For all those focused on Mother’s Day and sharing your love for the most special woman of all, this is a reminder of what is next on the docket. It is a budding charity that has taken Europe by storm and is sure to be a huge following in the United States, and it is called Red Nose Day. Consider it as the American Idol of charity, if it only lasted one day. Red Nose Day USA can now build a friendly rivalry charity competition between the United Kingdom and the United States as to which country is more giving to impoverished people worldwide. The specter of competition usually brings out the best in America, and it is for a great cause.
Started in 1985 through Comic Relief, the annual telethon has raised over 1 Billion pounds since its inception. The goal is to raise money for people who live in poverty throughout the world. The concept was started by famous film director Richard Curtis (Notting Hill, Four Weddings and a Funeral and Love Actually) after he traveled to Africa in 1985 and learned about the ravages of famine first-hand. Ever since, he has worked with members of the entertainment industry and celebrities to create shows, comedy, and fundraising activities throughout the United Kingdom for the Red Nose Fund.
Now the concept is migrating over to the United States for the first time, like the American Idol singing competition made it “across the pond” back in 2002, an adaptation of the United Kingdom’s hit show Pop Idol. It seems like America is ready for the friendly Red Nose Day charity competition. Can the U.S. raise as much as the United Kingdom did last year, over $157 million? The Euro version has had the help of mega-celebs like Paul McCartney, Elton John, Gwyneth Paltrow and Simon Cowell. These stars perform comedy routines, have fun and generate interest in the day-long television event, which gains up to a 40 percent share, year after year. Feats of strength like running, rowing, and climbing mountains are also commonly a part of the events of Red Nose Day.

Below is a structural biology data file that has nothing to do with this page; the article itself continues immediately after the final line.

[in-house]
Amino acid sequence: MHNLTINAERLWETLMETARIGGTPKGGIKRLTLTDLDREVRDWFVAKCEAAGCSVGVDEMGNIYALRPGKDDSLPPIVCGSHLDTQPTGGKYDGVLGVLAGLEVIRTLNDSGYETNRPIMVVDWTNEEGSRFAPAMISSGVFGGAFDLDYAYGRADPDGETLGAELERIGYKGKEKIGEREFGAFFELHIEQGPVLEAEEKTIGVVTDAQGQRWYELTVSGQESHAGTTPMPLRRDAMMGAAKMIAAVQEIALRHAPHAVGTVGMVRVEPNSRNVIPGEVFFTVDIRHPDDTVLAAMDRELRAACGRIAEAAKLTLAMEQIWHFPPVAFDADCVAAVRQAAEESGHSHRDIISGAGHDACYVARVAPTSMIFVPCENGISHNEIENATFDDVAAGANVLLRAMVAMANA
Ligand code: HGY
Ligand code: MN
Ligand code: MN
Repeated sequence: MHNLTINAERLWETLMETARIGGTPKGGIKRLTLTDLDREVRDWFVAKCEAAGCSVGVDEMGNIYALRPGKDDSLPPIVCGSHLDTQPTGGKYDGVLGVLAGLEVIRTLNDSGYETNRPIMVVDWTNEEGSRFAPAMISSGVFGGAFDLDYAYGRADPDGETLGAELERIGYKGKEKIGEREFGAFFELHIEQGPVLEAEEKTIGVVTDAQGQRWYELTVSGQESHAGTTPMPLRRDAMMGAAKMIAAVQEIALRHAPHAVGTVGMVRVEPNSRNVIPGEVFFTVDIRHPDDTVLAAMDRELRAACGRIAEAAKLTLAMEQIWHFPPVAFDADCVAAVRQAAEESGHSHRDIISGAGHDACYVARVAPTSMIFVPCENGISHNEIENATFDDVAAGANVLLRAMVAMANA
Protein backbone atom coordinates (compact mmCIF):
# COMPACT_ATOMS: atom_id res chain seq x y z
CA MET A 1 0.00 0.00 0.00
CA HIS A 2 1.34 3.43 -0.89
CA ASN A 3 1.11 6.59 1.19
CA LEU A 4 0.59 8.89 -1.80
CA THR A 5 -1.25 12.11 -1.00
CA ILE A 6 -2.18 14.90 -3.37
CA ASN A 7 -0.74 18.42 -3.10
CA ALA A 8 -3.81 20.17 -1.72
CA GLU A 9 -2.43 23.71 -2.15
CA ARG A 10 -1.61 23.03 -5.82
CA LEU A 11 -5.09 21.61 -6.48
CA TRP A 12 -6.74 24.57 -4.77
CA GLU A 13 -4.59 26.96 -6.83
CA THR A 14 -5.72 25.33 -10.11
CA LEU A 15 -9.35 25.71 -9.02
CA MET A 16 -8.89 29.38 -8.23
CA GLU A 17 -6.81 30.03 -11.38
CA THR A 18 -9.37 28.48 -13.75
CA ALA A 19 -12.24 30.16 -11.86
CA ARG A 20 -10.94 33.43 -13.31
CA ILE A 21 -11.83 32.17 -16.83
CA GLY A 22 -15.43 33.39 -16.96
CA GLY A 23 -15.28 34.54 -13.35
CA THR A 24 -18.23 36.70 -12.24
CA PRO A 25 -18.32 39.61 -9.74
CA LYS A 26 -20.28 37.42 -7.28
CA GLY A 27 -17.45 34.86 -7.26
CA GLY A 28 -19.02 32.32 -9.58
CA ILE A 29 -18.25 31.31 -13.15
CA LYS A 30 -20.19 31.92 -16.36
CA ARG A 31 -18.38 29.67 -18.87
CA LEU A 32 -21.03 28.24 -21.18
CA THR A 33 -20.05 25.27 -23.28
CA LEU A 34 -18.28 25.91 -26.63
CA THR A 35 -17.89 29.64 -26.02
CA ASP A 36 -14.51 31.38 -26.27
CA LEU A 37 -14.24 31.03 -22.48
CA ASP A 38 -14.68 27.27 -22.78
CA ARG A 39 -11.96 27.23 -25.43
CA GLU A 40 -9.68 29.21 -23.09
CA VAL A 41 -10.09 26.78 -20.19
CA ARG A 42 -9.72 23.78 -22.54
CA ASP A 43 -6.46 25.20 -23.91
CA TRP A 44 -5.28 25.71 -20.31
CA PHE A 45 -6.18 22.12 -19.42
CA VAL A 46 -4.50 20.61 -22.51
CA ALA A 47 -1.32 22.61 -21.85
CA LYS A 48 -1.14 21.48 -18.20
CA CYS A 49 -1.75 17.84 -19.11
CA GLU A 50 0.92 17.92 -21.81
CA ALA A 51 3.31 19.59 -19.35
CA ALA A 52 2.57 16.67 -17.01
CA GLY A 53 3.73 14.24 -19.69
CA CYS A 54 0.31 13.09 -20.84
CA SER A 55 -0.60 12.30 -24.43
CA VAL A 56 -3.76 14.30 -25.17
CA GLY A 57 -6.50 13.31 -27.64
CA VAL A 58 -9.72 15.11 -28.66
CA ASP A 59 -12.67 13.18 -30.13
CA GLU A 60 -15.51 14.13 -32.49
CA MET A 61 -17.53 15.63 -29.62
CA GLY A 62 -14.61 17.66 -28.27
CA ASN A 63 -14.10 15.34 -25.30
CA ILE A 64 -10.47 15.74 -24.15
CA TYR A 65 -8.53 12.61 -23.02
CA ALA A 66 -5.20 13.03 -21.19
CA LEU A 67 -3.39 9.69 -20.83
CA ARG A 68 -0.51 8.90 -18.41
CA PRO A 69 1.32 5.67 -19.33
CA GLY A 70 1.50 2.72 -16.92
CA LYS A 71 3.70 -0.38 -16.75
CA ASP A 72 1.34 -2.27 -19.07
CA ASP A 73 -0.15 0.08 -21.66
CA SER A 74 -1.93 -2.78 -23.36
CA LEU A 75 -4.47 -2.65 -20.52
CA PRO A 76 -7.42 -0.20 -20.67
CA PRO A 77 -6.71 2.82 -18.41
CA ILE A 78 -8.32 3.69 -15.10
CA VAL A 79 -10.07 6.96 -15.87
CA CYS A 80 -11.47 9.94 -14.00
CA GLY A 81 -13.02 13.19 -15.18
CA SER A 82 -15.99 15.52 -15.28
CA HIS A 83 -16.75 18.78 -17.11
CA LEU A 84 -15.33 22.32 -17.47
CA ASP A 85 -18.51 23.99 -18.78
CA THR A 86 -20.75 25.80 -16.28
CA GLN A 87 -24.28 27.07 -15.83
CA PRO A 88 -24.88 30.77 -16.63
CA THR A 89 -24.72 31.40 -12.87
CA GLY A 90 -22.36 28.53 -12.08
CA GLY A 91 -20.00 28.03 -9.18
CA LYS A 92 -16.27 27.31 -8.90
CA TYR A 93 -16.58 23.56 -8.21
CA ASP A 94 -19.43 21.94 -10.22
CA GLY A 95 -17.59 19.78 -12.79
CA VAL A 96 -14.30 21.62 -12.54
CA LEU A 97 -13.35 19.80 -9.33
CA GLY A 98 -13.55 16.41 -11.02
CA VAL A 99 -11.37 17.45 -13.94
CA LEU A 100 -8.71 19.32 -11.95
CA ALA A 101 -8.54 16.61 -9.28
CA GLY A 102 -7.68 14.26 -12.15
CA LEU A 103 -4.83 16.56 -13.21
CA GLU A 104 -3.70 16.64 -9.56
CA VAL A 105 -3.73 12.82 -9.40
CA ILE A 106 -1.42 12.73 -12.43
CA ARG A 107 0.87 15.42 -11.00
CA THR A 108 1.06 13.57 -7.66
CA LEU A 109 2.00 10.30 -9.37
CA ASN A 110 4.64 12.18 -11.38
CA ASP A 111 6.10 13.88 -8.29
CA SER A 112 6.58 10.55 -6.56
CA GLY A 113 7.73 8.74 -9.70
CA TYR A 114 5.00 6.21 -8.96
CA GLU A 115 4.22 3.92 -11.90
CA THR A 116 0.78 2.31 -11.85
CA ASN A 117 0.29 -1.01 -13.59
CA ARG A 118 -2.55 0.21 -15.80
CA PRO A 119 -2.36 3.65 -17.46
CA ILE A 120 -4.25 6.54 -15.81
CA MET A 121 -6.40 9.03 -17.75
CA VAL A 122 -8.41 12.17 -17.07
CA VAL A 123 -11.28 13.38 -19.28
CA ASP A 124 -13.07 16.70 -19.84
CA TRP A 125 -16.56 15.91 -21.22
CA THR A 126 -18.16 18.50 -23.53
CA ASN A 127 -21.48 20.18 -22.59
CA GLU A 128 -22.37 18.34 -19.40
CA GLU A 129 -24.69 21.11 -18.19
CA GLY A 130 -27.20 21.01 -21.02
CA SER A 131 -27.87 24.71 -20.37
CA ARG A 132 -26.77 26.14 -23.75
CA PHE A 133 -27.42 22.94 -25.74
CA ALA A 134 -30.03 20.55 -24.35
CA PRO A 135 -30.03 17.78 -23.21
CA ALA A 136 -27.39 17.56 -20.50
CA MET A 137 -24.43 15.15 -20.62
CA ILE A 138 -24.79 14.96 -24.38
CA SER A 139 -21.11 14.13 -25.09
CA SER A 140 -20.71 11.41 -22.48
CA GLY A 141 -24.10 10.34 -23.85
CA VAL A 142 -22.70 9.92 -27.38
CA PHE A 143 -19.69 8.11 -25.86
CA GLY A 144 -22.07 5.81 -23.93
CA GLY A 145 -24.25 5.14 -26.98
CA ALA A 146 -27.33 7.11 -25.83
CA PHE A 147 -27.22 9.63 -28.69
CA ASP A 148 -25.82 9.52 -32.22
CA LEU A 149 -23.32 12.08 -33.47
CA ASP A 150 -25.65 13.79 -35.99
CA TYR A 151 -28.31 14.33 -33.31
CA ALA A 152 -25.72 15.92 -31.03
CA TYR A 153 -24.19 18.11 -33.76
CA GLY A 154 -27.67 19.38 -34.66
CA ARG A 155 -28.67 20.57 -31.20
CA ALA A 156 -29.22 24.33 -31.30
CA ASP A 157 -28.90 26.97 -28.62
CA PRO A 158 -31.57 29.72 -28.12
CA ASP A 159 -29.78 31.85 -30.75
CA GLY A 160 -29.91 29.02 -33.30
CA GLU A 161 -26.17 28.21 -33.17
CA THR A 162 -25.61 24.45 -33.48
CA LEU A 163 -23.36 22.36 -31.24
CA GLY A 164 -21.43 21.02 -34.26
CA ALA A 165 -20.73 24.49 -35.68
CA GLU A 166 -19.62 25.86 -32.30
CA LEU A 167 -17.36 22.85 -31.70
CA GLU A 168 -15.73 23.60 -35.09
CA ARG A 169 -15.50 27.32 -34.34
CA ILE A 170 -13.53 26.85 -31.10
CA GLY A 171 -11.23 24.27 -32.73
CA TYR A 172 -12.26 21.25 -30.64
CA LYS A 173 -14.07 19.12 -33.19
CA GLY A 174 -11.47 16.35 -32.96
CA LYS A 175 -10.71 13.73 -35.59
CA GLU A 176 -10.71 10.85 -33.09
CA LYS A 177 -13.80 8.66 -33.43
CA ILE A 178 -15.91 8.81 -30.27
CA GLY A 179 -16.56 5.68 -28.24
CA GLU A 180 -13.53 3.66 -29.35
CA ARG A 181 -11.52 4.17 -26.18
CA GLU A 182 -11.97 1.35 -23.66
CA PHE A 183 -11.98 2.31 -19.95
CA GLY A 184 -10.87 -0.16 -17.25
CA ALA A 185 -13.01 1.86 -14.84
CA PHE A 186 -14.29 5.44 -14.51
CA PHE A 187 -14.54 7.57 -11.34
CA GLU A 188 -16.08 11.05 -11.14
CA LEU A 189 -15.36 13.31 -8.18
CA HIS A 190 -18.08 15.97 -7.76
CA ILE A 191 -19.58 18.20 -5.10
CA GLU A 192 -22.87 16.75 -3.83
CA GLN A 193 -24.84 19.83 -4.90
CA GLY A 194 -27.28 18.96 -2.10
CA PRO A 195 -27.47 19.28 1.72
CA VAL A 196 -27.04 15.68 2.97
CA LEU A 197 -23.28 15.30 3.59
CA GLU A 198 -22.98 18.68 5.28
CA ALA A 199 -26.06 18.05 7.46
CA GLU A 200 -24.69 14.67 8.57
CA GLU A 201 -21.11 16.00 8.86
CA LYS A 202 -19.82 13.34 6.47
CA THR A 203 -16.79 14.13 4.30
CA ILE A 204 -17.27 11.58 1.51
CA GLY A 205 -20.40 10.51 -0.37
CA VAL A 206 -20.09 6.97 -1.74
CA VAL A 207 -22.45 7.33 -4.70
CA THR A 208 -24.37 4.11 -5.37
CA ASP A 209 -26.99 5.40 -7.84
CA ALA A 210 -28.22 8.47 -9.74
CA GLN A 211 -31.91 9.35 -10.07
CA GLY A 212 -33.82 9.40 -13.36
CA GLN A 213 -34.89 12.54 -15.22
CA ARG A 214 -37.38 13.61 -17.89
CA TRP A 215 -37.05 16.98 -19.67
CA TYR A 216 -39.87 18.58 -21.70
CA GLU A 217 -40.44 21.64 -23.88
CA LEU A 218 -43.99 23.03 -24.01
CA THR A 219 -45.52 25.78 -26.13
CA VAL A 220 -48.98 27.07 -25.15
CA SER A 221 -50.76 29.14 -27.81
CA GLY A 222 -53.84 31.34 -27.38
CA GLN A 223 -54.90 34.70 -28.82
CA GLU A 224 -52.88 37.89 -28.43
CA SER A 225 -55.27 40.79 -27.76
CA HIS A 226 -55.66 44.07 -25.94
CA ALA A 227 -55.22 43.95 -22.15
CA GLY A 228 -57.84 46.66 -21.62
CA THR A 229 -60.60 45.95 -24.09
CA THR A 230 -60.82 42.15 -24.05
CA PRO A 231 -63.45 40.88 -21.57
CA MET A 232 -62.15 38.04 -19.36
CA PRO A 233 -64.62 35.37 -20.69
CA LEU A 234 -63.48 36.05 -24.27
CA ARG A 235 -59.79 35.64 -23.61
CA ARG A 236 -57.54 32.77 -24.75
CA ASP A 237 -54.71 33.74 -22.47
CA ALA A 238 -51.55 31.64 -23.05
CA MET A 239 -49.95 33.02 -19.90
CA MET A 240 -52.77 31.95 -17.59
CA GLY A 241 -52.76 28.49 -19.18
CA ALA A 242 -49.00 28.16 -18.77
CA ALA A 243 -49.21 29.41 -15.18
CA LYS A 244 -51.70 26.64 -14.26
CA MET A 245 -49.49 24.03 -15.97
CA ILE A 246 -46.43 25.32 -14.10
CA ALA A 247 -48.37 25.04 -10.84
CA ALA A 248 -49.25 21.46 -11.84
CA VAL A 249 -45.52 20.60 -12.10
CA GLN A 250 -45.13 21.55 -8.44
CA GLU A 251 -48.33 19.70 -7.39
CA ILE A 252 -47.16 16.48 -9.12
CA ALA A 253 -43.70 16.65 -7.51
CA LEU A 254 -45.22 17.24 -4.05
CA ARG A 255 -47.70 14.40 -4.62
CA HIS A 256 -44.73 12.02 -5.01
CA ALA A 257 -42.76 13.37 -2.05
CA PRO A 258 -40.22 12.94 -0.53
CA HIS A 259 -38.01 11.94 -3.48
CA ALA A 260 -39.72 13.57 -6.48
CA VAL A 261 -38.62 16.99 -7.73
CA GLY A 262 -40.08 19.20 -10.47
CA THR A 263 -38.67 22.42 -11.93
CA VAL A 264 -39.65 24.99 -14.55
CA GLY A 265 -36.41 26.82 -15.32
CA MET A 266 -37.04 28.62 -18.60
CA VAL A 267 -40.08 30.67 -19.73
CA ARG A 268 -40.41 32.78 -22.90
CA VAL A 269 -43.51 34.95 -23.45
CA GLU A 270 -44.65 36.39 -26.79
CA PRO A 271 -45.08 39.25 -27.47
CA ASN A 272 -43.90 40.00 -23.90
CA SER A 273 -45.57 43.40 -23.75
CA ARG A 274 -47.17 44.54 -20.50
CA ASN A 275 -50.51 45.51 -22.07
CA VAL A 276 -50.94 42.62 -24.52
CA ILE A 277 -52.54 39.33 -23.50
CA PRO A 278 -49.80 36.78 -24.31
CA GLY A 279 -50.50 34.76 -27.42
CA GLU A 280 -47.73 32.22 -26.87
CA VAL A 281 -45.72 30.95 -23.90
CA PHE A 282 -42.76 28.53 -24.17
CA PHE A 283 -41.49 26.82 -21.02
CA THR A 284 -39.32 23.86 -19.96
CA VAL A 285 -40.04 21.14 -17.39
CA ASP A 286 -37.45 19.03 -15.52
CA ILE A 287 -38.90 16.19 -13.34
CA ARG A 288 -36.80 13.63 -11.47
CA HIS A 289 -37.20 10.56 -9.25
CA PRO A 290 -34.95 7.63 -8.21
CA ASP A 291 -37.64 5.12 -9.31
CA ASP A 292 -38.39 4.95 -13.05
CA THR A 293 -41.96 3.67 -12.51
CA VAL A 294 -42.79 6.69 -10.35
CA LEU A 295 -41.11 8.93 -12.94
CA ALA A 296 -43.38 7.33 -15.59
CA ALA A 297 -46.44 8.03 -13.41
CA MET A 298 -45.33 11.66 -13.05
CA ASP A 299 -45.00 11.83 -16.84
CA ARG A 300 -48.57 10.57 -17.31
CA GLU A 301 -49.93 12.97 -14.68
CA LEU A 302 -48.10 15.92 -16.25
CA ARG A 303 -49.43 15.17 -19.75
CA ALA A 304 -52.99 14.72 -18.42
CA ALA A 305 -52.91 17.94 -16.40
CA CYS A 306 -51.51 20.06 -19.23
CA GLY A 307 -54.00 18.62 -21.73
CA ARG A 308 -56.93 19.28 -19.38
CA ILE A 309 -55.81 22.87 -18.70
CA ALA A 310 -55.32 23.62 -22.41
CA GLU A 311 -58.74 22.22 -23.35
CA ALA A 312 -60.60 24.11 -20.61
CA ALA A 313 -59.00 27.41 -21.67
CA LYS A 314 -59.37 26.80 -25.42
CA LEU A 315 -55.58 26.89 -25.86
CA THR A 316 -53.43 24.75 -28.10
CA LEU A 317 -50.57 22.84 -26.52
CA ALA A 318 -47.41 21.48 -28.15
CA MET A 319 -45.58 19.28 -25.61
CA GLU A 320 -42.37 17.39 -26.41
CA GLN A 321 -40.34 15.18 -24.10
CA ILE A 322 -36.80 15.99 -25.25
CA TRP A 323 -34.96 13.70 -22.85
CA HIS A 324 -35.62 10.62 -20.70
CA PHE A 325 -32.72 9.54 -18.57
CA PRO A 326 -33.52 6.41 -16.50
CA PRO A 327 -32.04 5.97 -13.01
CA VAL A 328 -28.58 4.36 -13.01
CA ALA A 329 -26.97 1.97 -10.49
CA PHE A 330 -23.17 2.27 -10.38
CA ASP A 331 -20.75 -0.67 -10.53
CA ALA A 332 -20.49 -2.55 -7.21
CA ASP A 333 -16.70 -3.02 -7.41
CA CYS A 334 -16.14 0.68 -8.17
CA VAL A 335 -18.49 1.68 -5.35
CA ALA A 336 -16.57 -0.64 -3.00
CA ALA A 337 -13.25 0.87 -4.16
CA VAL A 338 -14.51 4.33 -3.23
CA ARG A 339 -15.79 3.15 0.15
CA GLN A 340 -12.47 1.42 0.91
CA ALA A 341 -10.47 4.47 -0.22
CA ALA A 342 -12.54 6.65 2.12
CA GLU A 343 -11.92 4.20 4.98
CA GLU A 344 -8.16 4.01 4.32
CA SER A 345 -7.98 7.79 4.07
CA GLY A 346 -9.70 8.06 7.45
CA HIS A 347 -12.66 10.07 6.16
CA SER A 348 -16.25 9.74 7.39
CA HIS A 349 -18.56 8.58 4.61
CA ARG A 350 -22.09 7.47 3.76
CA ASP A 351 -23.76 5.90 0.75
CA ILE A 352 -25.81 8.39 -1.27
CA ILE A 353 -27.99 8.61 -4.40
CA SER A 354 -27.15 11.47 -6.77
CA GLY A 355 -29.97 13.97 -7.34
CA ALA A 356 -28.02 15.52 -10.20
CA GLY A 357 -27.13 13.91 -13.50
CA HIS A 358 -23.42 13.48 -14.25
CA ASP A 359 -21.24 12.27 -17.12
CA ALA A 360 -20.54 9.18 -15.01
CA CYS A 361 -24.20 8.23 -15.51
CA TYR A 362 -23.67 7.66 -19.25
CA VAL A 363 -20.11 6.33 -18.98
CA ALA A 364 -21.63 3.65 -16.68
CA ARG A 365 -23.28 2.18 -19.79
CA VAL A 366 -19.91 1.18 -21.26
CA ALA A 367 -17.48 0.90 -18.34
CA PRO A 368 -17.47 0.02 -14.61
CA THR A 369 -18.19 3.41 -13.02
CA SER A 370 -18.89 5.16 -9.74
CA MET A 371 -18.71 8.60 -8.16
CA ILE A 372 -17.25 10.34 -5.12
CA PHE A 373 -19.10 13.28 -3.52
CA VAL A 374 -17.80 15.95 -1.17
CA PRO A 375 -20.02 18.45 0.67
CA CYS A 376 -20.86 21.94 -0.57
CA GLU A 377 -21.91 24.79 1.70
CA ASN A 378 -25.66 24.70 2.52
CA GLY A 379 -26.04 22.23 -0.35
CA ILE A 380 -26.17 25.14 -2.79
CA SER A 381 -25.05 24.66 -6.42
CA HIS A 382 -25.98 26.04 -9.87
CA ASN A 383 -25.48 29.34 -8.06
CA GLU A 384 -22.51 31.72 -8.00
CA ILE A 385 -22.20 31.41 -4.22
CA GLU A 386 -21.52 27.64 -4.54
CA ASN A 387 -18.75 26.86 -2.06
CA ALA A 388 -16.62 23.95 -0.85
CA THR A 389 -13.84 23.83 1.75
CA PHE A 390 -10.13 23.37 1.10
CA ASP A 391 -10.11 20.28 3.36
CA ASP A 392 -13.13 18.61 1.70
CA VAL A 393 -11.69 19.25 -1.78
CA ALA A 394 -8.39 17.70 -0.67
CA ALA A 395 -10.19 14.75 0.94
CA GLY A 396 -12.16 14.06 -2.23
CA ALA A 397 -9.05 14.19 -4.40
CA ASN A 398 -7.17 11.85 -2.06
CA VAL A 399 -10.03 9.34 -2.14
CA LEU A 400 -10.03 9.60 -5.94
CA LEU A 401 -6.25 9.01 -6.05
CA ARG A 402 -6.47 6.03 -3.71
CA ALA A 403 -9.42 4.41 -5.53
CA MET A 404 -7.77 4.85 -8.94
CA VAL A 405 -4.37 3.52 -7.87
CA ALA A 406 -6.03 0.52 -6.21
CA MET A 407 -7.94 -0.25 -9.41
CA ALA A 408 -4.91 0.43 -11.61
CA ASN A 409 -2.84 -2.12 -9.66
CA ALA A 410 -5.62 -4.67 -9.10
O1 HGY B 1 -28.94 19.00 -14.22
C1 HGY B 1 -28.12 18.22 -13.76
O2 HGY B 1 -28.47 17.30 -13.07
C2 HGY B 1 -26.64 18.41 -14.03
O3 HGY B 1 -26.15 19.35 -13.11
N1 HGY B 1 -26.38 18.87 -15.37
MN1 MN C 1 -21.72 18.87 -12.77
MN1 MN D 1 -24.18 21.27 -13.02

For Red Nose Day USA, Walgreens is selling red noses for $1 throughout their thousands of stores nationwide to raise funds for the relief effort. They will continue to sell them throughout the month of May. TV personality Nick Cannon has pledged to attempt an ambitious feat of dancing for 24 hours straight, reminiscent of the old dance contest from the pre-WWII era. I think the last few hours will be brutal on camera, but compelling. Matt Lauer of NBC’s morning show Today will ride a bike from Boston to New York City, a 230-mile trip. Lauer trains on a bike for three hours a day, three days a week, for this upcoming journey to raise money for charity.
NBC will host a special three-hour TV even for Red Nose Day during prime time, with some of Hollywood’s finest scheduled to attend. Christina Aguilera, Jack Black, Will Ferrell, John Legend, and many others will be performing.
Considering the fact that the United States is much larger than the U.K. is in population, at about five times the size, raising $157 million to match last year’s U.K. take should be a bare minimum. The people of the United States have a long, impressive history of giving to charities during immediate natural disasters as well as throughout the year, in general. From the old Jerry Lewis Telethons to the American Red Cross and United Way, the act of giving has always been very much a part of American culture, and Red Nose Day should be no different. It should highlight one of the strengths of the American people.
Couched as a competition between the two countries, to either match or exceed each other in real-time or beat previous totals, it should make for compelling television. Americans love a little friendly international competition, and turning charity giving into a televised event in the U.S. should do amazing things for Red Nose Day. Look to get a Red Nose on May 21st, and add a little bit to end poverty.
Opinion By Evander Smart